How to uninstall StormKitty stealer from the operating system?

Also Known As: StormKitty malware
Type: Trojan
Distribution: Moderate
Damage level: Severe

StormKitty virus removal guide

What is StormKitty?

StormKitty is stealer, clipper and a keylogger written in C# programming language, cyber criminals can use it to steal a variety of sensitive information that could be misused for malicious purposes (to generate revenue). Research shows that StormKitty does not get detected by a number of antivirus programs. Therefore, it is very likely that most users who have StormKitty installed on a computer are not aware of that.

StormKitty malware

Research shows that StormKitty can be used to collect information such as system information (e.g., operating system version, CPU, GPU, RAM, list of running processes), passwords, credit card details, cookies, history, autofill data, bookmarks from Chromium-based browsers, cookies, history, bookmarks from Firefox-based browsers, passwords from Internet Explorer and Edge browsers, saved wifi networks, Steam, Uplay, Battle.Net, Skype, Telegram and Minecraft sessions, certain data from ProtonVPN, OpenVPN, NordVPN clients. Furthermore, it can be used to extract data from cryptocurrency wallets, Outlook and Pidgin accounts, steal Discord tokens, Filezilla hosts, access documents, images, source codes, databases, files on connected USB device, detect banking and cryptocurrency services in browsers, make desktop screenshots and access user's webcam. As mentioned in the introduction, StormKitty can be used as a keylogger and clipper. It is designed to log keystrokes (keyboard input) when users use messaging applications and banking websites. Its clipping feature allows it to automatically replace cryptocurrency wallet addresses saved in the clipboard to other addresses. It is worthwhile to mention that StormKitty starts webcam capture when users enter pornography-related keywords in the active browser windows, therefore, it is very likely that cyber criminals use this feature for sextortion. Being tricked into installing StormKitty may result in a variety of serious issues, for example, monetary loss, identity theft, loss of access to various personal accounts. Therefore, if there is any reason to believe that this software is installed on the operating system, then it should be uninstalled immediately.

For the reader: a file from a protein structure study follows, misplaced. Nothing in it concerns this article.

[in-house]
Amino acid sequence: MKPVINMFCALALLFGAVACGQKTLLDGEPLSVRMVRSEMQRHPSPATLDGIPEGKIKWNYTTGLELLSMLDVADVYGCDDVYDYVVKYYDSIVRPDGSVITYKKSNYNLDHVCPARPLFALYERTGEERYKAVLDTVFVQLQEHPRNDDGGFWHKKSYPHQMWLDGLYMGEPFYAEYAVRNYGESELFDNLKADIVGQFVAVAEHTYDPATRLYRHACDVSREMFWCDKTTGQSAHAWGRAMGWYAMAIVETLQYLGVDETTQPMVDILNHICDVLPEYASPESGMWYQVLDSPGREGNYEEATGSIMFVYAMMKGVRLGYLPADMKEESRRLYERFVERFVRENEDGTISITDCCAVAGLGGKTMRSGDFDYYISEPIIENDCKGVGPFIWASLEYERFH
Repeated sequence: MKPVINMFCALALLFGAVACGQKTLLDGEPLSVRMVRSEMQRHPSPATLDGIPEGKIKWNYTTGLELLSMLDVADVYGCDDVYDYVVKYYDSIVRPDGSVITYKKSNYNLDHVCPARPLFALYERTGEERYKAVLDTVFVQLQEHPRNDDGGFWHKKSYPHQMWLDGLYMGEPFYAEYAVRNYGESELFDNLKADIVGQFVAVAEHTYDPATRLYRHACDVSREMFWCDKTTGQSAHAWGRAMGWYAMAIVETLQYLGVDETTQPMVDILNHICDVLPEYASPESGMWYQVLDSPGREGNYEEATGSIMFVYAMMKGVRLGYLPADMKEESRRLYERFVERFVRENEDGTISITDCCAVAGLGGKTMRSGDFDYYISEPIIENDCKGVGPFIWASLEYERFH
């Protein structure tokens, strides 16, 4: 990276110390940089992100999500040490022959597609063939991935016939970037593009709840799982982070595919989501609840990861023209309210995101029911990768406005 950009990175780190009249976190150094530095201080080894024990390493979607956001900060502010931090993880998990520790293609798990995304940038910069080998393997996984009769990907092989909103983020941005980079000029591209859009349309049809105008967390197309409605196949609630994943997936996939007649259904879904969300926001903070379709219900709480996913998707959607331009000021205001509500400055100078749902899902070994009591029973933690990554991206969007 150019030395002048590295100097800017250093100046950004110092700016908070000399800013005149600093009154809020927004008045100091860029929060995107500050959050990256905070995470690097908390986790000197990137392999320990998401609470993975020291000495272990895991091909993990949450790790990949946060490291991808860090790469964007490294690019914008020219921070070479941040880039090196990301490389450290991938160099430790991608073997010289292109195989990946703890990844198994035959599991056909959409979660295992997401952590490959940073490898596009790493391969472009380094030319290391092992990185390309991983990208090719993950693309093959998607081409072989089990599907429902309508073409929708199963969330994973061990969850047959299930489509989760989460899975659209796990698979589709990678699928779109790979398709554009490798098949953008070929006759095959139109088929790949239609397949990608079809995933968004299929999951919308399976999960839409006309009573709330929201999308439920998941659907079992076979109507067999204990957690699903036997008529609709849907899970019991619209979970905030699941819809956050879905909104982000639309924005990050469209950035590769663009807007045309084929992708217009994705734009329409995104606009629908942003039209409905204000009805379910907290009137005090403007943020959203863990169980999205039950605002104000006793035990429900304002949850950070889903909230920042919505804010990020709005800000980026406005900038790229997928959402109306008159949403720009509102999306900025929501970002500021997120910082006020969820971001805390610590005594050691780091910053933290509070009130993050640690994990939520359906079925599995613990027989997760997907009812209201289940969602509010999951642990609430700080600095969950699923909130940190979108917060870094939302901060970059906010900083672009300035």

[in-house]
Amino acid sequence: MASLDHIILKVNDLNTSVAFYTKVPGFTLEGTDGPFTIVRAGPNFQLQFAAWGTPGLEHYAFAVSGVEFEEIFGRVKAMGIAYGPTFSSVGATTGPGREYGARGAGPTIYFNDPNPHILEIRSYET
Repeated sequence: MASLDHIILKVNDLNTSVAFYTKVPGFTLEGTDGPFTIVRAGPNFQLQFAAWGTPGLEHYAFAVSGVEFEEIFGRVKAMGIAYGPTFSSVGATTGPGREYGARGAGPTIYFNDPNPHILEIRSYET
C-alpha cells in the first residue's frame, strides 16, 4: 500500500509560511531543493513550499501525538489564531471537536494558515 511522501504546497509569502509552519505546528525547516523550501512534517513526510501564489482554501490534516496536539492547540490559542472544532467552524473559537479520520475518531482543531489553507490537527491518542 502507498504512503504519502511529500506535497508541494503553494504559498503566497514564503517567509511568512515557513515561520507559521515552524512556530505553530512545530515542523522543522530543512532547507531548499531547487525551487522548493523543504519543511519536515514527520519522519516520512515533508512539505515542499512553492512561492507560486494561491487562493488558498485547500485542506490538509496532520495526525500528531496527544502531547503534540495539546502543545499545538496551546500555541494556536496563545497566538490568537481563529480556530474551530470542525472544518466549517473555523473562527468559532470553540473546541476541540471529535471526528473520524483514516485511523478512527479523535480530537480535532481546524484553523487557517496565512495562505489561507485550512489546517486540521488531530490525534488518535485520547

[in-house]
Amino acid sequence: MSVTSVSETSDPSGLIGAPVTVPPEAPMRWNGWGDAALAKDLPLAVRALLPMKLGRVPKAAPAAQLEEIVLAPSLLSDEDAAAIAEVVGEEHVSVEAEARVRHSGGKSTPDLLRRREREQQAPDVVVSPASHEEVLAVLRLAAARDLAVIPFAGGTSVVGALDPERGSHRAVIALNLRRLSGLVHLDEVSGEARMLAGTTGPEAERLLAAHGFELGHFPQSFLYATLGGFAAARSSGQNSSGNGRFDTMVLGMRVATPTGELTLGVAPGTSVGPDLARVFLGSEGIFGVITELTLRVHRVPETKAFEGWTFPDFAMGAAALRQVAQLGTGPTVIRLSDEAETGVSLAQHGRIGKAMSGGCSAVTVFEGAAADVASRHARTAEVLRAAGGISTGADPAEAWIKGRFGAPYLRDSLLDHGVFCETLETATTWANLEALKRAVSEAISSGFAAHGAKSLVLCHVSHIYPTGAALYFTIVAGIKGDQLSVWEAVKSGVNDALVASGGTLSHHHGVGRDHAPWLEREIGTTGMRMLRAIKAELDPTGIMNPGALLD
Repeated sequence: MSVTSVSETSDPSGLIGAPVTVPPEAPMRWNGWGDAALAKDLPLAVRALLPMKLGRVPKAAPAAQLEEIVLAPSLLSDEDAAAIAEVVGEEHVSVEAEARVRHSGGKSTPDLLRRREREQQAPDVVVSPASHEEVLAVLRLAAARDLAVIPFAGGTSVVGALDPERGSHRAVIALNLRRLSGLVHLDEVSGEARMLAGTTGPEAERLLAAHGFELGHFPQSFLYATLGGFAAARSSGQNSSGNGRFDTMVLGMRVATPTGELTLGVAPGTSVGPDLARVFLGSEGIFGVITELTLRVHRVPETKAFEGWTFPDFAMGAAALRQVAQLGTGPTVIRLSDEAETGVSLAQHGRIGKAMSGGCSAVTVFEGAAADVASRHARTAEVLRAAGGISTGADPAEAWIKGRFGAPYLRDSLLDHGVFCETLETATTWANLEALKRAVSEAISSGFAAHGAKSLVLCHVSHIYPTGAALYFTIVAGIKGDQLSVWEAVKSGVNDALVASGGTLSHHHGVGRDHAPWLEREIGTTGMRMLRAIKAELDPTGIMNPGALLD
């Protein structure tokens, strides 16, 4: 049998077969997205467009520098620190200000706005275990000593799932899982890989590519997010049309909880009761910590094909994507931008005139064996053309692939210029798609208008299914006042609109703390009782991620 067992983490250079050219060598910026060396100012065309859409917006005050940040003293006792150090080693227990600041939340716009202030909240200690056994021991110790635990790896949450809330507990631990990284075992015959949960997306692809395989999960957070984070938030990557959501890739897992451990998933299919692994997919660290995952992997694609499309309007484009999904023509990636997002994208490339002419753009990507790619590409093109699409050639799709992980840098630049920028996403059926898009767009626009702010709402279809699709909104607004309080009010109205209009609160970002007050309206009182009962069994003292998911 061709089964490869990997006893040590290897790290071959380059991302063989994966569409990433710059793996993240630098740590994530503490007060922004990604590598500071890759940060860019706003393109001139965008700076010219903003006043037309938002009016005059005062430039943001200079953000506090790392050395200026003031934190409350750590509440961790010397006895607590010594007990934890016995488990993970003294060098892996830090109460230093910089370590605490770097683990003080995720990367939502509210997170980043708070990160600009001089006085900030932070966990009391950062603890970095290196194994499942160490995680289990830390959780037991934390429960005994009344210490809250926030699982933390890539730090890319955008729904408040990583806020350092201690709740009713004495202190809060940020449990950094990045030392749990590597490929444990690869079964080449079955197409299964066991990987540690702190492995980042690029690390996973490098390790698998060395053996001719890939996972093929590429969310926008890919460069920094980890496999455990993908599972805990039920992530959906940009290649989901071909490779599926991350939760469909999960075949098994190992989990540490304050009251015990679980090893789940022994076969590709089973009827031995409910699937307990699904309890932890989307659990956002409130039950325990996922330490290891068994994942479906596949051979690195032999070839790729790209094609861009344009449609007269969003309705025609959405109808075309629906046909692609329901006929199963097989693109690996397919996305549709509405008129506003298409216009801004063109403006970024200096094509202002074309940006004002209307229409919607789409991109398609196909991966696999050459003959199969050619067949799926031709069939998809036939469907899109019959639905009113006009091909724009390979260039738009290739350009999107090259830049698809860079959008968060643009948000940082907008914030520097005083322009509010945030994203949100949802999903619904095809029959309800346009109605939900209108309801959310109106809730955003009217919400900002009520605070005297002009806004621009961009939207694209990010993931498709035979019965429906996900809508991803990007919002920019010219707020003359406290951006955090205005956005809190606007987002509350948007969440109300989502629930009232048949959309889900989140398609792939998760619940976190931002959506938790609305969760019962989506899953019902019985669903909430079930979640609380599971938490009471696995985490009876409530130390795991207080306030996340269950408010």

Threat Summary:
Name StormKitty malware
Threat Type Password-stealing virus, banking malware, spyware.
Detection Names Avast (Win32:Trojan-gen), BitDefender (Gen:Variant.MSILPerseus.228898), ESET-NOD32 (A Variant Of MSIL/PSW.Agent.RXP), Kaspersky (Trojan-PSW.Win32.Coins.ymg), Full List (VirusTotal)
Malicious Process Name(s) Neko (its name may vary)
Symptoms Programs like StormKitty are designed to stealthily infiltrate the victim's computer and remain silent, and thus no particular symptoms are clearly visible on an infected machine.
Distribution methods Infected email attachments, malicious online advertisements, social engineering, software 'cracks'.
Damage Stolen passwords and banking information, identity theft, the victim's computer added to a botnet.
Malware Removal (Windows)

To eliminate possible malware infections, scan your computer with legitimate antivirus software. Our security researchers recommend using Malwarebytes.
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More examples of programs that cyber criminals use with a purpose to steal sensitive, personal information are DarkStealer, Taurus, XTMEM. Typically, they misuse collected data to make fraudulent purchases, transactions, sell it to third parties (other cyber criminals), etc. Instructions on how to uninstall malicious programs from computers are provided below.

How did StormKitty infiltrate my computer?